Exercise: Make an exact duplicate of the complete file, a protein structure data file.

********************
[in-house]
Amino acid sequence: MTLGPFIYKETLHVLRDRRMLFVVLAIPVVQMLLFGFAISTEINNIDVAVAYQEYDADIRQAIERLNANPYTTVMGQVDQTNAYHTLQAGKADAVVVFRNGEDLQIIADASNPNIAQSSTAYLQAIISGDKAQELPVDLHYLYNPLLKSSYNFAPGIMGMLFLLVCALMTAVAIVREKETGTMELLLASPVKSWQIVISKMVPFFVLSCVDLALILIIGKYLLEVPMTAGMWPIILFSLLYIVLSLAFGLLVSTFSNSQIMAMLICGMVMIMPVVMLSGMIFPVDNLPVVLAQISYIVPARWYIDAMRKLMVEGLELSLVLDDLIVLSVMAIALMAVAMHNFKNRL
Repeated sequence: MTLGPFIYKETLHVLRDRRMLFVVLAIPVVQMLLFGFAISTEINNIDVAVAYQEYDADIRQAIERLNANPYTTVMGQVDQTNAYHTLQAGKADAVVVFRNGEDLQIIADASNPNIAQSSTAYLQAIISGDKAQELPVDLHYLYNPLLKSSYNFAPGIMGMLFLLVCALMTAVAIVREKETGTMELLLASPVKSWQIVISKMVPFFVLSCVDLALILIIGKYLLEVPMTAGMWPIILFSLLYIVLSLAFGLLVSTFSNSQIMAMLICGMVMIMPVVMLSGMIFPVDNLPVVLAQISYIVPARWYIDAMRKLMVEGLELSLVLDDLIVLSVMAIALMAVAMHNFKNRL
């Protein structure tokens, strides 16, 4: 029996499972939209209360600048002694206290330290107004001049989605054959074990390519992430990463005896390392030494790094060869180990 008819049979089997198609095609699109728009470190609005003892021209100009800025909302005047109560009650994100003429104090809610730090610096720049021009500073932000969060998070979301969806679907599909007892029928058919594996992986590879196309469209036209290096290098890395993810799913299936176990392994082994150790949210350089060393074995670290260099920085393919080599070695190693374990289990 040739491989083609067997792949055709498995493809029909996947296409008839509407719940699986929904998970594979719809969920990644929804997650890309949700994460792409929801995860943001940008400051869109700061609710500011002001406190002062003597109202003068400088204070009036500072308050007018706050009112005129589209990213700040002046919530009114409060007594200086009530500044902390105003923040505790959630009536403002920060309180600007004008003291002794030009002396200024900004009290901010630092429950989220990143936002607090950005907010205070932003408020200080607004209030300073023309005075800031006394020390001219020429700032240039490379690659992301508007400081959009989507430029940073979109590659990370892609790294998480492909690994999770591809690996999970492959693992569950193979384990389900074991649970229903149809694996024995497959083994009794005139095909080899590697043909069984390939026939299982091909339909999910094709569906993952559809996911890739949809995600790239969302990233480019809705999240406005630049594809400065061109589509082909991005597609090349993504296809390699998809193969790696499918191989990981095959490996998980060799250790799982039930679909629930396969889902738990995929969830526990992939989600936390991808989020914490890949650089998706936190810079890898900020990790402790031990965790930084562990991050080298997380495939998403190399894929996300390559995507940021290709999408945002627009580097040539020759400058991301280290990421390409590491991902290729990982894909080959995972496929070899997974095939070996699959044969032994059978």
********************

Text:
[in-house]
Amino acid sequence: MTLGPFIYKETLHVLRDRRMLFVVLAIPVVQMLLFGFAISTEINNIDVAVAYQEYDADIRQAIERLNANPYTTVMGQVDQTNAYHTLQAGKADAVVVFRNGEDLQIIADASNPNIAQSSTAYLQAIISGDKAQELPVDLHYLYNPLLKSSYNFAPGIMGMLFLLVCALMTAVAIVREKETGTMELLLASPVKSWQIVISKMVPFFVLSCVDLALILIIGKYLLEVPMTAGMWPIILFSLLYIVLSLAFGLLVSTFSNSQIMAMLICGMVMIMPVVMLSGMIFPVDNLPVVLAQISYIVPARWYIDAMRKLMVEGLELSLVLDDLIVLSVMAIALMAVAMHNFKNRL
Repeated sequence: MTLGPFIYKETLHVLRDRRMLFVVLAIPVVQMLLFGFAISTEINNIDVAVAYQEYDADIRQAIERLNANPYTTVMGQVDQTNAYHTLQAGKADAVVVFRNGEDLQIIADASNPNIAQSSTAYLQAIISGDKAQELPVDLHYLYNPLLKSSYNFAPGIMGMLFLLVCALMTAVAIVREKETGTMELLLASPVKSWQIVISKMVPFFVLSCVDLALILIIGKYLLEVPMTAGMWPIILFSLLYIVLSLAFGLLVSTFSNSQIMAMLICGMVMIMPVVMLSGMIFPVDNLPVVLAQISYIVPARWYIDAMRKLMVEGLELSLVLDDLIVLSVMAIALMAVAMHNFKNRL
């Protein structure tokens, strides 16, 4: 029996499972939209209360600048002694206290330290107004001049989605054959074990390519992430990463005896390392030494790094060869180990 008819049979089997198609095609699109728009470190609005003892021209100009800025909302005047109560009650994100003429104090809610730090610096720049021009500073932000969060998070979301969806679907599909007892029928058919594996992986590879196309469209036209290096290098890395993810799913299936176990392994082994150790949210350089060393074995670290260099920085393919080599070695190693374990289990 040739491989083609067997792949055709498995493809029909996947296409008839509407719940699986929904998970594979719809969920990644929804997650890309949700994460792409929801995860943001940008400051869109700061609710500011002001406190002062003597109202003068400088204070009036500072308050007018706050009112005129589209990213700040002046919530009114409060007594200086009530500044902390105003923040505790959630009536403002920060309180600007004008003291002794030009002396200024900004009290901010630092429950989220990143936002607090950005907010205070932003408020200080607004209030300073023309005075800031006394020390001219020429700032240039490379690659992301508007400081959009989507430029940073979109590659990370892609790294998480492909690994999770591809690996999970492959693992569950193979384990389900074991649970229903149809694996024995497959083994009794005139095909080899590697043909069984390939026939299982091909339909999910094709569906993952559809996911890739949809995600790239969302990233480019809705999240406005630049594809400065061109589509082909991005597609090349993504296809390699998809193969790696499918191989990981095959490996998980060799250790799982039930679909629930396969889902738990995929969830526990992939989600936390991808989020914490890949650089998706936190810079890898900020990790402790031990965790930084562990991050080298997380495939998403190399894929996300390559995507940021290709999408945002627009580097040539020759400058991301280290990421390409590491991902290729990982894909080959995972496929070899997974095939070996699959044969032994059978």